What is the difference between encryption and encoding? If you are in the market for script protection, it is important to know.
What is encryption and encoding?
The words "encryption" and "encoding" are often mistakenly interchanged as synonyms. They do have similar characteristics but are not the same.
Why are these terms interchanged? Actually, since most people don't know the difference, encryption/encoding providers (Codelock Tracker included) use these words interchangeably to cater to the general understanding.
So how are encoding and encryption the same?
Encryption and encoding both take data and convert it into an unrecognizable format. While this offers some protection for scripts, it is really important to realize that both encoding and encryption are reversible.
This may come as a shock, but it is worth repeating: encryption and encoding can be cracked - with enough time and expertise. If you look around on the internet, in fact, you will find decrypted Zend, Source Guardian, the Ioncube Encoder, and other encryption services. So far, our new Tracker has not been reverse engineered.
What is Encoding?
Encoding is not so much to hide or keep your data secret, but to modify a script so it can be transported by an otherwise incompatible vehicle. For example, sending binary data via email, or viewing special characters in a website.
With encoding, the key is not hidden. In fact, there is no key. The only thing needed to decode the data is the particular algorithm that was used to encode the script, which may or may not be publicly available. Encoding is an enabler, a facilitator.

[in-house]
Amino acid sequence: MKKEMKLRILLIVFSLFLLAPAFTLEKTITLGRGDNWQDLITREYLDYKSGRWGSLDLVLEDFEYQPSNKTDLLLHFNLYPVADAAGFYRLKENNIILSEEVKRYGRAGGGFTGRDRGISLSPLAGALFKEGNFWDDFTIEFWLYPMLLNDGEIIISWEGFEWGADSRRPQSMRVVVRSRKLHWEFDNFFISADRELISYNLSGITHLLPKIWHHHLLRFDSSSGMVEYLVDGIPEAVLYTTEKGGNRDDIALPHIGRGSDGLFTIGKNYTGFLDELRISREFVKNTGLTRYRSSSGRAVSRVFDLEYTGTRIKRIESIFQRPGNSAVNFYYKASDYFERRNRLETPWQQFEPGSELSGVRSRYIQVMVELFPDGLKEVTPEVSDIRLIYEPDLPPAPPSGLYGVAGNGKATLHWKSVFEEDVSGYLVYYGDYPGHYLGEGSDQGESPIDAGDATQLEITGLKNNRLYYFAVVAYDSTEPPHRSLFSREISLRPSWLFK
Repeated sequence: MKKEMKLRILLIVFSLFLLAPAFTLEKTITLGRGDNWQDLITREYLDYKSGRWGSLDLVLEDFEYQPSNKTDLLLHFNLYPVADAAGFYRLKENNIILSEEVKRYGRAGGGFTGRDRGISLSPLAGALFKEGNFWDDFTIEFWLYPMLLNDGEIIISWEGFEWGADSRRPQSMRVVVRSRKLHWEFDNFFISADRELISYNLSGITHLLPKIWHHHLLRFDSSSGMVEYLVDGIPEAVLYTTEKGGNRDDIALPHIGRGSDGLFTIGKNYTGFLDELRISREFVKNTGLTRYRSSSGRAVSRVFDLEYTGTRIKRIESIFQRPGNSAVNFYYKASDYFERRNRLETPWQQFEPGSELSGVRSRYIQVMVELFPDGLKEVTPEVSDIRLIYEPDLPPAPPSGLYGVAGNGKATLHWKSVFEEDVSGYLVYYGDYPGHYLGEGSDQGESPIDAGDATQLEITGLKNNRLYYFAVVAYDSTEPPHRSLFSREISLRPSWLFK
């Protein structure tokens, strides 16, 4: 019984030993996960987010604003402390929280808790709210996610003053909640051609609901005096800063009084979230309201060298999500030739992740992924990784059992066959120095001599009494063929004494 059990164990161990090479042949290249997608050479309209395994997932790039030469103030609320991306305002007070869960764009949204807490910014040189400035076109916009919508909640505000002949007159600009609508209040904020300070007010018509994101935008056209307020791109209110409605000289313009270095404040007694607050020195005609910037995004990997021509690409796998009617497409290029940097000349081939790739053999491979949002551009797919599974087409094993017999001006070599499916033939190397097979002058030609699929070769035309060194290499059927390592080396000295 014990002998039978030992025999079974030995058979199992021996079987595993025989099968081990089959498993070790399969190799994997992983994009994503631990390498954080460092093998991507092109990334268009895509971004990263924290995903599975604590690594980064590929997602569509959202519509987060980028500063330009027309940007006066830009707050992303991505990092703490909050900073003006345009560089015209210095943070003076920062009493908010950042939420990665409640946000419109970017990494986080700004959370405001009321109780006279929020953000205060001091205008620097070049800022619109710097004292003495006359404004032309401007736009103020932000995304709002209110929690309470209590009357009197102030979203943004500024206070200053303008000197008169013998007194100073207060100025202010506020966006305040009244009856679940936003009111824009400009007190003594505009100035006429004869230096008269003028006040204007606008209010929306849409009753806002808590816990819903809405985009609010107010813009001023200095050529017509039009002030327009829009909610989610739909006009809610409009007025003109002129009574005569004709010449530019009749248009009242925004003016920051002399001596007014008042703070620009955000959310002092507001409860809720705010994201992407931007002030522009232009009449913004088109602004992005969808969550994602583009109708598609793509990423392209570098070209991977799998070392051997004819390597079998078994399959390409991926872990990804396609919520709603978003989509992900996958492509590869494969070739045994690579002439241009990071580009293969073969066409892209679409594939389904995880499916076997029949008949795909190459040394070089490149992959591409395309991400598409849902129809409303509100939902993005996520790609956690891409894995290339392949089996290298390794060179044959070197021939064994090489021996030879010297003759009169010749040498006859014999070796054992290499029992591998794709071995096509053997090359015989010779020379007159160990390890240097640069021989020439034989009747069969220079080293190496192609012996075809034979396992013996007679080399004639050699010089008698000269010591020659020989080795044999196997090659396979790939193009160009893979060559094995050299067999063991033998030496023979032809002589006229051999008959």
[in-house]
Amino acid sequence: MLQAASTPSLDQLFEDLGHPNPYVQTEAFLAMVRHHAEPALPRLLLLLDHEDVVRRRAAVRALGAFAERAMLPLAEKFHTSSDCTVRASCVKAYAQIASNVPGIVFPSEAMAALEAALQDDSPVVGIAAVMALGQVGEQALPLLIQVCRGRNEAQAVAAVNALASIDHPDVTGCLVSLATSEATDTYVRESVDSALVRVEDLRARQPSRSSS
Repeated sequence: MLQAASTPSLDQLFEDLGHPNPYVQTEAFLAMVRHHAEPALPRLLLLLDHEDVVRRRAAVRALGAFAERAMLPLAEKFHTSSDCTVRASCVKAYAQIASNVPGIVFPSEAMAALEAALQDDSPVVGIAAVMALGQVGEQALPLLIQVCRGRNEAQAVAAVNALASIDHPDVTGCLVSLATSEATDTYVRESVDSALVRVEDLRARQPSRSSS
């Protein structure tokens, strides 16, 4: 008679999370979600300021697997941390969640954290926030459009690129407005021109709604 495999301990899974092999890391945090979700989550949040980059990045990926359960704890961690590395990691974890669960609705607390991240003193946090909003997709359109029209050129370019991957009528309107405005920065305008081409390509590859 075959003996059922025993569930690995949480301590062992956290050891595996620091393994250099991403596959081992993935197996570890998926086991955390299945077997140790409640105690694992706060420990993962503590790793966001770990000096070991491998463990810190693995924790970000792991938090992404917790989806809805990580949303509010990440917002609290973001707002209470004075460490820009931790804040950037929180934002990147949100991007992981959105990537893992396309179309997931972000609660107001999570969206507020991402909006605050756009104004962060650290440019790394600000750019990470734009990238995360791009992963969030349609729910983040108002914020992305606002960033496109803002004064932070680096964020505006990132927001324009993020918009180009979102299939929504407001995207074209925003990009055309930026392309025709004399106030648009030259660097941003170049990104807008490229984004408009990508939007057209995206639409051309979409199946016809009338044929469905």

Of course, it is possible to write an algorithm with a decoder provided as a key to the decoding process. One such system does exist on the market as a software license manager. The problem is the size and slowness of the system. Their encryption is too slow to be practical when encrypting multiple files (as is the case with most software).
ASCII, Unicode, URL Encoding, and Base64 are encoding methods.
What is Encryption?
Encryption also converts a script to a different format, but there is a secret key that only those who are supposed to read the data possess. Once they have the key, the unique algorithm unlocks the plaintext and makes the script usable and readable.
A patient and dedicated hacker can crack any encryption by reverse engineering. This is done through software that automates and hastens the process.
The secret is to thwart the automated software of the reverse engineering, and make the hacker reverse engineer by hand, script at a time. This is a very tedious and slow process. They might save time by just writing the script from scratch rather than stealing it.
Codelock Tracker Encryption
Codelock uses such an encryption system (which is also referred to as "morphing", "mazing" or "mutation", but is still a form of encryption). The Tracker encrypts every single file uniquely, then a 255 bit key on top of that. Codelock has one of the most powerful encryption methods available - equaling binary encryption.
So what is obfuscation?
Obfuscation is yet another method of script protection which attempts to shroud, and thereby protect, the script. It is time consuming to obfuscate, and so most developers don't do it.
Codelock Tracker is obfuscated, and therefore your scripts are shrouded within the Tracker's obfuscation as an added measure of script protection.
Obviously, with encoding or encryption, the main point is to protect software and PHP scripts from software piracy. It makes sense that the safer the software management system, the safer your scripts.
You will find, however, that NO encryption software or service is bold enough to claim their encryption is absolutely hacker-proof. Thus, the disclaimers and freedom from indemnity if your scripts should get hacked.
At Codelock, we want to be straight up with you, and at the same time offer our assurance that constant research is dedicated to offering you the highest PHP protection for the lowest cost.